California has expanded its testing of zero-emissions electric-powered heavy-duty vehicles as the state grapples with finding solutions to the worst air quality in the nation in several of its cities, experts said.
San Bernardino Associated Governments said the state awarded it $9 million for a project already begun to use 27 zero-emission electric-powered trucks to replace heavy-duty tractors using diesel in rail yards and large-scale freight distribution centers beside residential communities.
The funds come from the California Climate Investments program, Sanbag said.
“To my knowledge, every heavy-duty electric vehicle operating in California has received some type of government incentives. In today’s market, it takes the right combination of operations, environmental pressures, and incentives to make a heavy-duty electric vehicle deployment happen,” said Patrick Couch, vice president of technical services at the consulting firm Gladstein Neandross & Associates, based in Santa Monica, California.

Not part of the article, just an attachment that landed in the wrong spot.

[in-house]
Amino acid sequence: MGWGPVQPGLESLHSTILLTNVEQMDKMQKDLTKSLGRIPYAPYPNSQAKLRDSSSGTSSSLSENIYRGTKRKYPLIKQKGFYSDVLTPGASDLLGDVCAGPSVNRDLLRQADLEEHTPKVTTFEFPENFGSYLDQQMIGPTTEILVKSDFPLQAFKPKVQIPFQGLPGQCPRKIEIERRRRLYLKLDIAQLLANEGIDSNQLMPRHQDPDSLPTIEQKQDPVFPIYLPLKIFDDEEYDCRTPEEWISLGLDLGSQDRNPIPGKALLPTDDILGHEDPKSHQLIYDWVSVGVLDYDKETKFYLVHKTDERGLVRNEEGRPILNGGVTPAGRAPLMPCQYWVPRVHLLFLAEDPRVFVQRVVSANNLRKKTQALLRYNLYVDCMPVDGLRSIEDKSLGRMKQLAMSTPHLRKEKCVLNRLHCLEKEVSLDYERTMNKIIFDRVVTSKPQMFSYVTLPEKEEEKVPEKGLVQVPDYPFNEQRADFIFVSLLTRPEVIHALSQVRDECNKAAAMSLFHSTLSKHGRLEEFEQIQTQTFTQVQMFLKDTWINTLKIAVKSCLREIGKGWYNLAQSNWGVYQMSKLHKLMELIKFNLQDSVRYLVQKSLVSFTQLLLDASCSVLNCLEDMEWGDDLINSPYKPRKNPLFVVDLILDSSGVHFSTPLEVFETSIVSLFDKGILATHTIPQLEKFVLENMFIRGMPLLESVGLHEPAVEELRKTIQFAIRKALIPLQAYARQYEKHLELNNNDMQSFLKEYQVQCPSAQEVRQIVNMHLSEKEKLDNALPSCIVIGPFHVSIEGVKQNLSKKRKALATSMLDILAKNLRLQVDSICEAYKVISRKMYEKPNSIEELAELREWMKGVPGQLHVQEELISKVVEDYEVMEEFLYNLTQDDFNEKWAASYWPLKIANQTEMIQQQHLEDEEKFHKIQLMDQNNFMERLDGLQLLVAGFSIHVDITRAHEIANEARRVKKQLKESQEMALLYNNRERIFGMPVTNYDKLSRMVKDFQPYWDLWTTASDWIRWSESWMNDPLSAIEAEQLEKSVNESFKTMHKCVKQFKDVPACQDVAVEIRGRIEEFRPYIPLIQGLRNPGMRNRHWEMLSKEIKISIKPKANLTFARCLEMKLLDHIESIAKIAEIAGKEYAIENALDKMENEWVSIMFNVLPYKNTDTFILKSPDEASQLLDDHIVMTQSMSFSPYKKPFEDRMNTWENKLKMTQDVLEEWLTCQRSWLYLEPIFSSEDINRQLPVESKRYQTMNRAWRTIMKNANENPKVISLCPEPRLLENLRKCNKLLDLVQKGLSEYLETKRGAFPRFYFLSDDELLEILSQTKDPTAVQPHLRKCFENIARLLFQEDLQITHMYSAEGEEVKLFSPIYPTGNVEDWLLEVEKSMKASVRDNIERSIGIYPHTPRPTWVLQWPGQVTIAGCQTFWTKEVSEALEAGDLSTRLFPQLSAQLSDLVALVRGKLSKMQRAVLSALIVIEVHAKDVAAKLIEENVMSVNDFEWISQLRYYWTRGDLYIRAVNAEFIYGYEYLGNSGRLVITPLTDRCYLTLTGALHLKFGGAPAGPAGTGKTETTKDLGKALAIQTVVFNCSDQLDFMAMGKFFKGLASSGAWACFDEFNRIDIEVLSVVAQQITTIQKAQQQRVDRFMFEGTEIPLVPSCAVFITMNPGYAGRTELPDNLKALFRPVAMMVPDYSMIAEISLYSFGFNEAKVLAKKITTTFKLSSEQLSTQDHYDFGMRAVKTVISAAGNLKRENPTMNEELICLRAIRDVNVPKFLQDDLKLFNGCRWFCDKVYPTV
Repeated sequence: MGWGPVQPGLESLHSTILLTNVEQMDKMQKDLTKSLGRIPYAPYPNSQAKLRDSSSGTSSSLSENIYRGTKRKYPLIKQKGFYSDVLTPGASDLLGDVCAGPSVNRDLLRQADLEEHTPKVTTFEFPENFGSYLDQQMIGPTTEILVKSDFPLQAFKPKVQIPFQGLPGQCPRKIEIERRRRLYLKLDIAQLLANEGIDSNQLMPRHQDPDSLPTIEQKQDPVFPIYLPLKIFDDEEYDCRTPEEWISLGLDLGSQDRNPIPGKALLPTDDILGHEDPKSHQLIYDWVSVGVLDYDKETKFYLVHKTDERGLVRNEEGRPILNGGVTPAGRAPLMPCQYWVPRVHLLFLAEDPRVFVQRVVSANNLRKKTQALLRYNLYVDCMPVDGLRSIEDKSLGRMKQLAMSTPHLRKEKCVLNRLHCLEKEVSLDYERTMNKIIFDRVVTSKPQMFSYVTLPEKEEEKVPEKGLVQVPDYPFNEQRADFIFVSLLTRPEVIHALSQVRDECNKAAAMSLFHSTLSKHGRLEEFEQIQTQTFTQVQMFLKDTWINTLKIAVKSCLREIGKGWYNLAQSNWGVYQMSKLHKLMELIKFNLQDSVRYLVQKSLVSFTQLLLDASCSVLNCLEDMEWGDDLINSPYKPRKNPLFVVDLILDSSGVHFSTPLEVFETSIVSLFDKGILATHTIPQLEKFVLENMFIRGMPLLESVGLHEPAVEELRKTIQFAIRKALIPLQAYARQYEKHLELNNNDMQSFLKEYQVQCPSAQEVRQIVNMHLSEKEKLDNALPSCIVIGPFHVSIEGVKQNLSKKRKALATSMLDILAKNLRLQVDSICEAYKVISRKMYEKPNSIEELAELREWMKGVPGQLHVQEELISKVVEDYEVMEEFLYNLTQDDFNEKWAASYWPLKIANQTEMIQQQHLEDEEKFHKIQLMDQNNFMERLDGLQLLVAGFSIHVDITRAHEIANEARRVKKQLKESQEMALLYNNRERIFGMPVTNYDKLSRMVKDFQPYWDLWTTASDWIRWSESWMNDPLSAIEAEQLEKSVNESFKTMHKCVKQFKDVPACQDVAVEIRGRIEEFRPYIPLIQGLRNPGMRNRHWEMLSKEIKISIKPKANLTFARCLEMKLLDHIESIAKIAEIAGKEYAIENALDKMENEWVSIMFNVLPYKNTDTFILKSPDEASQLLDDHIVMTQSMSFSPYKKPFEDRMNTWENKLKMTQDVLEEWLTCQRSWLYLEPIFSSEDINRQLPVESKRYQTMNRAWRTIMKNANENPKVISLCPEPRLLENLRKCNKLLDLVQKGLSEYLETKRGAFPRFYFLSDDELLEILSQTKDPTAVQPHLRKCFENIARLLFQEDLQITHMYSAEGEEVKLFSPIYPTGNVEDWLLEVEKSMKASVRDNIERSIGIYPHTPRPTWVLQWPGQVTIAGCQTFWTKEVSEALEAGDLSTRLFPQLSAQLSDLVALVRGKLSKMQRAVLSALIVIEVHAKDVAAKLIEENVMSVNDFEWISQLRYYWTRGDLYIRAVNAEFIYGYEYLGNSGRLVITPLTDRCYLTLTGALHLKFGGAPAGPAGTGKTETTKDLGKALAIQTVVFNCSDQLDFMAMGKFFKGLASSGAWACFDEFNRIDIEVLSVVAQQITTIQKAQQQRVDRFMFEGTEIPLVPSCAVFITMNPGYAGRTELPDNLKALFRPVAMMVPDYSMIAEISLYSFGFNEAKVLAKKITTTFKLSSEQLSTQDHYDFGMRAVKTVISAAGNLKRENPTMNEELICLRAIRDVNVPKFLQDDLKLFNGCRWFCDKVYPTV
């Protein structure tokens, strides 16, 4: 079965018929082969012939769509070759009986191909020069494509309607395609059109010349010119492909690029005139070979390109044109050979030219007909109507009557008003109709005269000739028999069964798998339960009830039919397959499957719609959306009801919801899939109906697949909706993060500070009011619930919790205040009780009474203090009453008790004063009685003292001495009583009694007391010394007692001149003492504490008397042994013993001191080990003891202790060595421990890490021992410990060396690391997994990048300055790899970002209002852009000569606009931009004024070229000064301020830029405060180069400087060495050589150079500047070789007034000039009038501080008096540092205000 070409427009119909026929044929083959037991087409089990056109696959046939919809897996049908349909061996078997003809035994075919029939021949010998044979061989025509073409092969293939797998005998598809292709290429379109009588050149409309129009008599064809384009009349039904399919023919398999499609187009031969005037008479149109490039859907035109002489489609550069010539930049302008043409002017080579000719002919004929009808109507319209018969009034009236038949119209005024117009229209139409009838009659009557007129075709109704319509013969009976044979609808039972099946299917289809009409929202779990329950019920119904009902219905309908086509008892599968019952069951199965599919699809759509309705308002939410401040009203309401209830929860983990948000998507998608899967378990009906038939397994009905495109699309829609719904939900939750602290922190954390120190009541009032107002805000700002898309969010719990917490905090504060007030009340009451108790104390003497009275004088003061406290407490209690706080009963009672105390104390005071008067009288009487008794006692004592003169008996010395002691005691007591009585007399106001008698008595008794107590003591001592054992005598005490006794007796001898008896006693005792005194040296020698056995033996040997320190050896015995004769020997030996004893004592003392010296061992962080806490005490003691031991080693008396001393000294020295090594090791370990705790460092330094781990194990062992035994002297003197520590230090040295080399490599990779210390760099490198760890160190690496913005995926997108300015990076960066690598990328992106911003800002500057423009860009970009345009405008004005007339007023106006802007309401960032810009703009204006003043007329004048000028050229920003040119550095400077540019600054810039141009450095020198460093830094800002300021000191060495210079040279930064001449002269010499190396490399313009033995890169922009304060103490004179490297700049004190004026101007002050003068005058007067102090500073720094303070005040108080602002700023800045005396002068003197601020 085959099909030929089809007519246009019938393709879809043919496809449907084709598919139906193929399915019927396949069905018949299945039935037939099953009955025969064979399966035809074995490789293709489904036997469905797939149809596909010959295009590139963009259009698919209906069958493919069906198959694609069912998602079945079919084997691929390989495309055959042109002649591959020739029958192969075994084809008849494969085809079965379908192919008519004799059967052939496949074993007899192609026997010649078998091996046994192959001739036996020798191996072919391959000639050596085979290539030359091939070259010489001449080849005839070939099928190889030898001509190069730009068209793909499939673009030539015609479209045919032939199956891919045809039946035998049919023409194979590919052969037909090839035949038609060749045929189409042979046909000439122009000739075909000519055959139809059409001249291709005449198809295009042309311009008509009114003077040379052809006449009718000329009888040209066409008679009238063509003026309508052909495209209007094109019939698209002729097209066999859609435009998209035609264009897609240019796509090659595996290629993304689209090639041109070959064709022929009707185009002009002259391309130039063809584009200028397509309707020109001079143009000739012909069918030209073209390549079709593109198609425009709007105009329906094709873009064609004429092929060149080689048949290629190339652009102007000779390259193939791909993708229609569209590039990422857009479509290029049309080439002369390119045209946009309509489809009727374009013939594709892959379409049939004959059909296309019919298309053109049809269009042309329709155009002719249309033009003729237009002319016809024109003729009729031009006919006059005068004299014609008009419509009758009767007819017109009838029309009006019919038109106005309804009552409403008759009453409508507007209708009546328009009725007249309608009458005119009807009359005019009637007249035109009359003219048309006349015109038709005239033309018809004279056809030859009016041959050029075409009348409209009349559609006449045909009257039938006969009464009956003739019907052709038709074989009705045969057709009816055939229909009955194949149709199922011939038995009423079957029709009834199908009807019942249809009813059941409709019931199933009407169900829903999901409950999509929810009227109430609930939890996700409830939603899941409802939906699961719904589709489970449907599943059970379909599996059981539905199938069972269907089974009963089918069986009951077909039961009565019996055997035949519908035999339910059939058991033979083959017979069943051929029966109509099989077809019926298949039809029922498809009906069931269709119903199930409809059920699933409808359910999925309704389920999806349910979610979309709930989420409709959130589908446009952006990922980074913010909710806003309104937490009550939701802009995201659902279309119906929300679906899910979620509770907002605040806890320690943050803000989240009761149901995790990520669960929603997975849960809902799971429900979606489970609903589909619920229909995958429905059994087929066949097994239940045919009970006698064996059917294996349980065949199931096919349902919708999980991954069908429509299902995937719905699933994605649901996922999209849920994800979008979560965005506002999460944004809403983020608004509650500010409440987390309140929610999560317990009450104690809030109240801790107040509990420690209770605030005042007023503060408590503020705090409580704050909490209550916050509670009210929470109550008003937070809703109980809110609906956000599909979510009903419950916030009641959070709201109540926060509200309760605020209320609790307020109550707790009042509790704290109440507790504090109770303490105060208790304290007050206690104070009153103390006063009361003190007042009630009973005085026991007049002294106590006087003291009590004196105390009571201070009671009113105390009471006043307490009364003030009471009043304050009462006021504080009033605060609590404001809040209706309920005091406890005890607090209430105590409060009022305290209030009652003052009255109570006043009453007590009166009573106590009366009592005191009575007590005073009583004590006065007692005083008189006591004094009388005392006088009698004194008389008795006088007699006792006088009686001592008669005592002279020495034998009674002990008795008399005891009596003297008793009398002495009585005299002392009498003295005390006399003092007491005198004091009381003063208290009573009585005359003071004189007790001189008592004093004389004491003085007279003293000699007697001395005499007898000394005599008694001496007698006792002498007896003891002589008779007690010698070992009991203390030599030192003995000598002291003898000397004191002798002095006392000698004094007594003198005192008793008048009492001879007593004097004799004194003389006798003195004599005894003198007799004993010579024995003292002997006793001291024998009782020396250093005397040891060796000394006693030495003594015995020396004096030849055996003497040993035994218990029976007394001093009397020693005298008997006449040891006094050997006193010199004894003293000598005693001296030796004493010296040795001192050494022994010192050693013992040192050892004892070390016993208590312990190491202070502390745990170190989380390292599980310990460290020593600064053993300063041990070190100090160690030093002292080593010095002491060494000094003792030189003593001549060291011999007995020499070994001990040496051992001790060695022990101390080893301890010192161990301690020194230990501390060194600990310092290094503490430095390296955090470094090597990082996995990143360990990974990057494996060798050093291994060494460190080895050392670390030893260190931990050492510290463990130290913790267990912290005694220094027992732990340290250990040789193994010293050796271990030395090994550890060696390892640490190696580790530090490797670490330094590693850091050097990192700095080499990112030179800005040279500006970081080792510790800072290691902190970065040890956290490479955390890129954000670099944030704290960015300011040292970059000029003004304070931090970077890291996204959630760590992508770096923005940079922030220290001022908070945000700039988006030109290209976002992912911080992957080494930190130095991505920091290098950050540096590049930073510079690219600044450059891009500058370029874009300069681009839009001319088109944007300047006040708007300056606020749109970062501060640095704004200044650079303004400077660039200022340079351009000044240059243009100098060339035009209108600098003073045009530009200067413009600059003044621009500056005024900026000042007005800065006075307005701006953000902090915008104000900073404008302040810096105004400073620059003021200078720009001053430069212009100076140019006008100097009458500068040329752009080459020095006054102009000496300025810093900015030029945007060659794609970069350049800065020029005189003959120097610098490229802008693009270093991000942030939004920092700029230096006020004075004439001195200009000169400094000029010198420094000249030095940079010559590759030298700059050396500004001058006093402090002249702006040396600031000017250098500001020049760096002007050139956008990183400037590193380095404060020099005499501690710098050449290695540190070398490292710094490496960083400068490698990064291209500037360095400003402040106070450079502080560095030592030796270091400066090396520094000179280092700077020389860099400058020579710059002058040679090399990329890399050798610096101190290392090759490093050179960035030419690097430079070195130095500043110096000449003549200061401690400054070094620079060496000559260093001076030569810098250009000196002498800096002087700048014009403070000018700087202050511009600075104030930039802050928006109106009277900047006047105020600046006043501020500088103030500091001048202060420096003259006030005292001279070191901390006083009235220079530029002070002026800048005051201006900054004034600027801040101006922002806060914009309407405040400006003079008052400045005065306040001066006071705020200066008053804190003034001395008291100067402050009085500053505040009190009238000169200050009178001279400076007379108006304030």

The American Lung Association’s online ranking of the nation’s most polluted cities shows when locales are judged by year-round particle pollution, and California claims the top seven spots. The group said California cities also claimed the top four spots nationally when evaluated by either ozone levels or short-term particle pollution.
The project will use 23 battery-electric Class 8 yard trucks, also known as ‘yard goats,’ which are used to move heavy freight containers short distances within freight yards, warehouses, distribution centers and port terminals, Sanbag said.
It said the project also involves four Class 5 medium-duty service trucks. BNSF Railway will operate the trucks at two of its intermodal rail yards in the cities of San Bernardino and Commerce; Daylight Transport will also operate the trucks at its new truck freight transfer facility in Fontana.
The fully electric trucks will be designed and manufactured by BYD Motors in Lancaster, California, Sanbag said.
BYD said it is one of China’s largest companies and the “world’s largest” manufacturer of rechargeable batteries.